I've already mentioned how deeply angry this book makes me. Stabby, even. It took me forever to get through it with the constant need to put it down and let my blood pressure return to normal.
So, long about the mid-sixties the most elite private colleges in the US and UK discovered decreasing numbers of applications, and a smaller percentage of registrations from the number of successful applicants. High school students were preferring to attend public institutions that were not segregated by gender. Then it kind of became a free-for-all as they each (in the case of the Ivys and most of the Seven Sisters) raced to go coed before one another, so as not to lose too many of their highest-ranked applicants to whichever one got there first.
Some schools managed better than others, but they all bollixed it up somehow. Interestingly, non of the Ivies focused on the idea of fairness, or anything really any loftier than not losing applicants. Not surprisingly, many people had trouble grasping the idea that female college students were primarily interested in a college education for themselves, rather than existing to enrich the environment for male college students. This was less of a problem at Oxbridge where women's colleges existed within the university system already. All the boy schools got tremendous push-back from alumni, most of whom got over their ire when they realized that their daughters or granddaughters could now attend the alma mater. Idiots.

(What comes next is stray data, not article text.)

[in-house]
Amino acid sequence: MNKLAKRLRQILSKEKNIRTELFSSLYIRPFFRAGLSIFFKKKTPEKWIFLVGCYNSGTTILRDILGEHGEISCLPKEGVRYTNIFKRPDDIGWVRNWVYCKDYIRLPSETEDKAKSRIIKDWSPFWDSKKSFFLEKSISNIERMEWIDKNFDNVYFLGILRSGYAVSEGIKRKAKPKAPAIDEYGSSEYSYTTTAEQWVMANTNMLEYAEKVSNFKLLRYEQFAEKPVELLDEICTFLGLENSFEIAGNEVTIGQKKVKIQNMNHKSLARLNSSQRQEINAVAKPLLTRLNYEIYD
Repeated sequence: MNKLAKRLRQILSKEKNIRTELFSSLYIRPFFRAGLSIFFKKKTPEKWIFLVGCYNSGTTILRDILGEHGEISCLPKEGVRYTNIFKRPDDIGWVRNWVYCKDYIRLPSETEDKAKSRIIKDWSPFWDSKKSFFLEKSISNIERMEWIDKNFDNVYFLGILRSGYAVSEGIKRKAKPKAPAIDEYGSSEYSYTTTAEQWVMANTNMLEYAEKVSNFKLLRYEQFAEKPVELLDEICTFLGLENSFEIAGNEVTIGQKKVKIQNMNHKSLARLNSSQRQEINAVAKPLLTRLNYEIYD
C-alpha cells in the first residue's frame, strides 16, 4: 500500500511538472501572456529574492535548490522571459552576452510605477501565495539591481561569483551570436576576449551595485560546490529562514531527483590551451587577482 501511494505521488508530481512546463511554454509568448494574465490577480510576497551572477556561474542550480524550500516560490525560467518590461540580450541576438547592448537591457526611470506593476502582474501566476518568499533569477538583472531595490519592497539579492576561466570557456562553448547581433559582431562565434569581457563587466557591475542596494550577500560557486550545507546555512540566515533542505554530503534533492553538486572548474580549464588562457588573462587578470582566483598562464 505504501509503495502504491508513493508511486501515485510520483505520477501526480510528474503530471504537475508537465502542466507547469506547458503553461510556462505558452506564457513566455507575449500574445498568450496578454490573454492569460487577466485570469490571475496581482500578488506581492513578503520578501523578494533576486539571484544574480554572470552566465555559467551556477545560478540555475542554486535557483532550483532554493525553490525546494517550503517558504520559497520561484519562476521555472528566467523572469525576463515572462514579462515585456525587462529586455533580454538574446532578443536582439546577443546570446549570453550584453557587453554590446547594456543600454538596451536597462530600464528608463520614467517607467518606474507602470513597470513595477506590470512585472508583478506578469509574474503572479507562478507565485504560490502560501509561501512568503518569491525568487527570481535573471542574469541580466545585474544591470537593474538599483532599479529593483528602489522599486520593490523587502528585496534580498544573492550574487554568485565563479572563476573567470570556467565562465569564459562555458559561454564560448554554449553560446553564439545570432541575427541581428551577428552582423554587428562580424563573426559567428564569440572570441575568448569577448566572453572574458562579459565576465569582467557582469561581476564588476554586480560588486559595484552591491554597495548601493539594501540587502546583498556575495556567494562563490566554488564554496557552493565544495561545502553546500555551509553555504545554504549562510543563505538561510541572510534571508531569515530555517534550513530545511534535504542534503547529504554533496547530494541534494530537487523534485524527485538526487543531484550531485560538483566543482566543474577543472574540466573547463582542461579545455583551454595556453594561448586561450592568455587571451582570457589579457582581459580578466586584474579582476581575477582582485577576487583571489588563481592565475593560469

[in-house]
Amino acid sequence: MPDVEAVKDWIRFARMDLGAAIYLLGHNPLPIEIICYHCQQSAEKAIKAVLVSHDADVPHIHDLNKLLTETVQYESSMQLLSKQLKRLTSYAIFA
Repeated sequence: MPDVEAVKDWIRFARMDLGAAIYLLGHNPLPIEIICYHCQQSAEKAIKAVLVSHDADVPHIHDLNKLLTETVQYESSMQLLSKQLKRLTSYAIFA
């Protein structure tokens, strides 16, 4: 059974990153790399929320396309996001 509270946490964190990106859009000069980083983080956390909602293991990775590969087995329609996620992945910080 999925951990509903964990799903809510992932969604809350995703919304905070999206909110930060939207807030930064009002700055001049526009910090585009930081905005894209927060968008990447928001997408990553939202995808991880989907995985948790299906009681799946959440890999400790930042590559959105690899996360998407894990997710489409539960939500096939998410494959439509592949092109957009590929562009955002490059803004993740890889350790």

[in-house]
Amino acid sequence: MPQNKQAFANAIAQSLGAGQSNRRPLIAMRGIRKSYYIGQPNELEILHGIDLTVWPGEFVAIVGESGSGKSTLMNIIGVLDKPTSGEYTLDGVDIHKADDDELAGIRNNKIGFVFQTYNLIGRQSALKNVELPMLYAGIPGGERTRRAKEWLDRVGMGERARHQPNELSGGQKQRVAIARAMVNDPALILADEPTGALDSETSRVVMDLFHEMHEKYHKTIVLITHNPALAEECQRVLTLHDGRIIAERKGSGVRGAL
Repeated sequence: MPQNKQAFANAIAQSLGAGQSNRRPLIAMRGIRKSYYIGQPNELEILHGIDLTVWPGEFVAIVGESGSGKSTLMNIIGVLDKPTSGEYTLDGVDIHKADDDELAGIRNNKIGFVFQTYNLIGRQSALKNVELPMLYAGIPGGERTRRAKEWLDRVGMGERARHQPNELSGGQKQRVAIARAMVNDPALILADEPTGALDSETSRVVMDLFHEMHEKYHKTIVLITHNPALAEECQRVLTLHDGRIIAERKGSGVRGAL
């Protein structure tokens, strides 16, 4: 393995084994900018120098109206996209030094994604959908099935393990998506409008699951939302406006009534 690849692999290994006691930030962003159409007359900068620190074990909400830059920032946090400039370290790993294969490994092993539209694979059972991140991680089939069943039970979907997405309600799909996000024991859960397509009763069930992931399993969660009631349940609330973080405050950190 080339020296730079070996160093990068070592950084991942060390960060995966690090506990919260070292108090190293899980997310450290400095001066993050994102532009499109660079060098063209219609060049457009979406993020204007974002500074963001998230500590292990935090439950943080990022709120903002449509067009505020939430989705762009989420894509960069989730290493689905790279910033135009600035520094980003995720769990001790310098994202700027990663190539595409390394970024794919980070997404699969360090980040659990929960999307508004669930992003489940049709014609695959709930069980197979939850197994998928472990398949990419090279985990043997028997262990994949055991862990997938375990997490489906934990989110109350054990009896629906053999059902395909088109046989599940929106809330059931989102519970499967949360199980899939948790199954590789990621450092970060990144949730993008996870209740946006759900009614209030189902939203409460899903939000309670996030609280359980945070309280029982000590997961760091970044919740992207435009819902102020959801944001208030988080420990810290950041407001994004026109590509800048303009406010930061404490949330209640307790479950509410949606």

The girls schools got similar push-back from alumna, but had more realistic concerns about loss of leadership roles for women students and employment opportunities for women professors, valid concerns as it turns out. The women's colleges that didn't enroll men in the first wave mostly didn't ever: there remained a market for women-only schools.
Quality scholarship on a topic that just makes me seethe. Highly recommended for anyone with the intestinal fortitude to wade through so many old men being stupid.